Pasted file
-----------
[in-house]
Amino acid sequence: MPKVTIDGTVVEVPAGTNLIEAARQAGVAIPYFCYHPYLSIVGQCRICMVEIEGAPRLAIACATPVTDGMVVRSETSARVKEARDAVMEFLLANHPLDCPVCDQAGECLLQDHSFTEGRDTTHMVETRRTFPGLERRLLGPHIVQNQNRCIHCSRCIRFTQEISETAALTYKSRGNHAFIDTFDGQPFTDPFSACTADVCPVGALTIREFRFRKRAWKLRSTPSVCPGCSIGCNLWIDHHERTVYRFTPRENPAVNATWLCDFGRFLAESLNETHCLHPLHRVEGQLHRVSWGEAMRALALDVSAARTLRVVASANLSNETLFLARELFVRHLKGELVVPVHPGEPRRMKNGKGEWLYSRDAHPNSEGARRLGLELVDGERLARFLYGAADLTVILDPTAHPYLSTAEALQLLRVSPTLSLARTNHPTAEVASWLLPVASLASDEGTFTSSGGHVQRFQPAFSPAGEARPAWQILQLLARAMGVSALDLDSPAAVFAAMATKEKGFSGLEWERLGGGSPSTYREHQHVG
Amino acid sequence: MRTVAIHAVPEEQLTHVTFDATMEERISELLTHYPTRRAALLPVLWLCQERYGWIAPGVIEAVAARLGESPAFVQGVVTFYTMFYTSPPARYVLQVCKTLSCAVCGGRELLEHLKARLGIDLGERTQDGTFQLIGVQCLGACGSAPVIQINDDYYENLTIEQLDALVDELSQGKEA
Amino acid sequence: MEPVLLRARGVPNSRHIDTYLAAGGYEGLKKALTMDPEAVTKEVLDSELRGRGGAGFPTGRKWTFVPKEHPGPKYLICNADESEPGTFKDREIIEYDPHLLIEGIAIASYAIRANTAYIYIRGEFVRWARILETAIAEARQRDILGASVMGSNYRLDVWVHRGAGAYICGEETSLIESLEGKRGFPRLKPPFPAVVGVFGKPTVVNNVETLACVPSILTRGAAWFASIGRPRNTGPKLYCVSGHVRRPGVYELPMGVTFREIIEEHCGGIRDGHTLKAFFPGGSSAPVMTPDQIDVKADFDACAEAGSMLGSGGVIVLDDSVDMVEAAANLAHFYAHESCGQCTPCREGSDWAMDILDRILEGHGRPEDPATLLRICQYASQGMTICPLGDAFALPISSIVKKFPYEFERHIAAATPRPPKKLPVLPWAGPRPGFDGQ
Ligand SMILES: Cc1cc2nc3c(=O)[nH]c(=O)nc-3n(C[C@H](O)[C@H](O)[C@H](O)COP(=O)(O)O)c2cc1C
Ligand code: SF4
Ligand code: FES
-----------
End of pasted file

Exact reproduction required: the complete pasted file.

[in-house]
Amino acid sequence: MPKVTIDGTVVEVPAGTNLIEAARQAGVAIPYFCYHPYLSIVGQCRICMVEIEGAPRLAIACATPVTDGMVVRSETSARVKEARDAVMEFLLANHPLDCPVCDQAGECLLQDHSFTEGRDTTHMVETRRTFPGLERRLLGPHIVQNQNRCIHCSRCIRFTQEISETAALTYKSRGNHAFIDTFDGQPFTDPFSACTADVCPVGALTIREFRFRKRAWKLRSTPSVCPGCSIGCNLWIDHHERTVYRFTPRENPAVNATWLCDFGRFLAESLNETHCLHPLHRVEGQLHRVSWGEAMRALALDVSAARTLRVVASANLSNETLFLARELFVRHLKGELVVPVHPGEPRRMKNGKGEWLYSRDAHPNSEGARRLGLELVDGERLARFLYGAADLTVILDPTAHPYLSTAEALQLLRVSPTLSLARTNHPTAEVASWLLPVASLASDEGTFTSSGGHVQRFQPAFSPAGEARPAWQILQLLARAMGVSALDLDSPAAVFAAMATKEKGFSGLEWERLGGGSPSTYREHQHVG
Amino acid sequence: MRTVAIHAVPEEQLTHVTFDATMEERISELLTHYPTRRAALLPVLWLCQERYGWIAPGVIEAVAARLGESPAFVQGVVTFYTMFYTSPPARYVLQVCKTLSCAVCGGRELLEHLKARLGIDLGERTQDGTFQLIGVQCLGACGSAPVIQINDDYYENLTIEQLDALVDELSQGKEA
Amino acid sequence: MEPVLLRARGVPNSRHIDTYLAAGGYEGLKKALTMDPEAVTKEVLDSELRGRGGAGFPTGRKWTFVPKEHPGPKYLICNADESEPGTFKDREIIEYDPHLLIEGIAIASYAIRANTAYIYIRGEFVRWARILETAIAEARQRDILGASVMGSNYRLDVWVHRGAGAYICGEETSLIESLEGKRGFPRLKPPFPAVVGVFGKPTVVNNVETLACVPSILTRGAAWFASIGRPRNTGPKLYCVSGHVRRPGVYELPMGVTFREIIEEHCGGIRDGHTLKAFFPGGSSAPVMTPDQIDVKADFDACAEAGSMLGSGGVIVLDDSVDMVEAAANLAHFYAHESCGQCTPCREGSDWAMDILDRILEGHGRPEDPATLLRICQYASQGMTICPLGDAFALPISSIVKKFPYEFERHIAAATPRPPKKLPVLPWAGPRPGFDGQ
Ligand SMILES: Cc1cc2nc3c(=O)[nH]c(=O)nc-3n(C[C@H](O)[C@H](O)[C@H](O)COP(=O)(O)O)c2cc1C
Ligand code: SF4
Ligand code: FES